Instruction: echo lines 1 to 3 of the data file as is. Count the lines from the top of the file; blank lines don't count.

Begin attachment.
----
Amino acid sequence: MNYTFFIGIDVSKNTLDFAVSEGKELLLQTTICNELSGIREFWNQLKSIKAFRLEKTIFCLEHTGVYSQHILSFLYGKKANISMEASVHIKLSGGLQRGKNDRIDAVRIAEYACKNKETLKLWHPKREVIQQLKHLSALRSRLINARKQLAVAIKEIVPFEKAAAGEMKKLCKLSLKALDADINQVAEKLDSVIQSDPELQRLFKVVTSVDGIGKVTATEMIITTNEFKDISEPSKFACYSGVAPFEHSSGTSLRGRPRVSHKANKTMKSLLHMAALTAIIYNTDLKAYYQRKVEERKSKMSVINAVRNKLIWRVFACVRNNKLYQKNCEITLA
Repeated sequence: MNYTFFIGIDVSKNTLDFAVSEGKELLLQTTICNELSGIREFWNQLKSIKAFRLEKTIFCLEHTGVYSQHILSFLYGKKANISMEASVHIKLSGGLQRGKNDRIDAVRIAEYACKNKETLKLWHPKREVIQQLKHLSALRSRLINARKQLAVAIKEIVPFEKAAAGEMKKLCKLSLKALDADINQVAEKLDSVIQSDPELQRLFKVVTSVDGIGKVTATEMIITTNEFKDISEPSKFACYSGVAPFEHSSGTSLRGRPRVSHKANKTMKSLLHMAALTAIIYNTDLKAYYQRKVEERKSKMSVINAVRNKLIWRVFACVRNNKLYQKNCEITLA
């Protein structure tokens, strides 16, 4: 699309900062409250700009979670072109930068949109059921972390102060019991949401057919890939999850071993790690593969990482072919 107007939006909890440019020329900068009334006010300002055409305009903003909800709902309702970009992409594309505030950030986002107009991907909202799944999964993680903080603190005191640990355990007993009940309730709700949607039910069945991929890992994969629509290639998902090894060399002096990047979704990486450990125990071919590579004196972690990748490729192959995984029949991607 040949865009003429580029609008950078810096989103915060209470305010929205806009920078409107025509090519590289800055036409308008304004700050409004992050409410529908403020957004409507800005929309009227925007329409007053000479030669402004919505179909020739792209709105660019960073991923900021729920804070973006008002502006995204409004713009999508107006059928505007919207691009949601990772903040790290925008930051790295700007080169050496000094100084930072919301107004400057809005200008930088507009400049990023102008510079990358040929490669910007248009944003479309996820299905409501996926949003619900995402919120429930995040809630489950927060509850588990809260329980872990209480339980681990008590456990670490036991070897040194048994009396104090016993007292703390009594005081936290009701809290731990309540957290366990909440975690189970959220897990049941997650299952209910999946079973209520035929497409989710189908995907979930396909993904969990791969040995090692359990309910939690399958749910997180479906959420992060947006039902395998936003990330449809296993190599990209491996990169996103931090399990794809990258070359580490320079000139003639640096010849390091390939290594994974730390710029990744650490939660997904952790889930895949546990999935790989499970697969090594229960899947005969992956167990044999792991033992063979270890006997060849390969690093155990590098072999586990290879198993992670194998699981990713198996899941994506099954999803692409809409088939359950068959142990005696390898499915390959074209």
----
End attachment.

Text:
Amino acid sequence: MNYTFFIGIDVSKNTLDFAVSEGKELLLQTTICNELSGIREFWNQLKSIKAFRLEKTIFCLEHTGVYSQHILSFLYGKKANISMEASVHIKLSGGLQRGKNDRIDAVRIAEYACKNKETLKLWHPKREVIQQLKHLSALRSRLINARKQLAVAIKEIVPFEKAAAGEMKKLCKLSLKALDADINQVAEKLDSVIQSDPELQRLFKVVTSVDGIGKVTATEMIITTNEFKDISEPSKFACYSGVAPFEHSSGTSLRGRPRVSHKANKTMKSLLHMAALTAIIYNTDLKAYYQRKVEERKSKMSVINAVRNKLIWRVFACVRNNKLYQKNCEITLA
Repeated sequence: MNYTFFIGIDVSKNTLDFAVSEGKELLLQTTICNELSGIREFWNQLKSIKAFRLEKTIFCLEHTGVYSQHILSFLYGKKANISMEASVHIKLSGGLQRGKNDRIDAVRIAEYACKNKETLKLWHPKREVIQQLKHLSALRSRLINARKQLAVAIKEIVPFEKAAAGEMKKLCKLSLKALDADINQVAEKLDSVIQSDPELQRLFKVVTSVDGIGKVTATEMIITTNEFKDISEPSKFACYSGVAPFEHSSGTSLRGRPRVSHKANKTMKSLLHMAALTAIIYNTDLKAYYQRKVEERKSKMSVINAVRNKLIWRVFACVRNNKLYQKNCEITLA
């Protein structure tokens, strides 16, 4: 699309900062409250700009979670072109930068949109059921972390102060019991949401057919890939999850071993790690593969990482072919 107007939006909890440019020329900068009334006010300002055409305009903003909800709902309702970009992409594309505030950030986002107009991907909202799944999964993680903080603190005191640990355990007993009940309730709700949607039910069945991929890992994969629509290639998902090894060399002096990047979704990486450990125990071919590579004196972690990748490729192959995984029949991607 040949865009003429580029609008950078810096989103915060209470305010929205806009920078409107025509090519590289800055036409308008304004700050409004992050409410529908403020957004409507800005929309009227925007329409007053000479030669402004919505179909020739792209709105660019960073991923900021729920804070973006008002502006995204409004713009999508107006059928505007919207691009949601990772903040790290925008930051790295700007080169050496000094100084930072919301107004400057809005200008930088507009400049990023102008510079990358040929490669910007248009944003479309996820299905409501996926949003619900995402919120429930995040809630489950927060509850588990809260329980872990209480339980681990008590456990670490036991070897040194048994009396104090016993007292703390009594005081936290009701809290731990309540957290366990909440975690189970959220897990049941997650299952209910999946079973209520035929497409989710189908995907979930396909993904969990791969040995090692359990309910939690399958749910997180479906959420992060947006039902395998936003990330449809296993190599990209491996990169996103931090399990794809990258070359580490320079000139003639640096010849390091390939290594994974730390710029990744650490939660997904952790889930895949546990999935790989499970697969090594229960899947005969992956167990044999792991033992063979270890006997060849390969690093155990590098072999586990290879198993992670194998699981990713198996899941994506099954999803692409809409088939359950068959142990005696390898499915390959074209």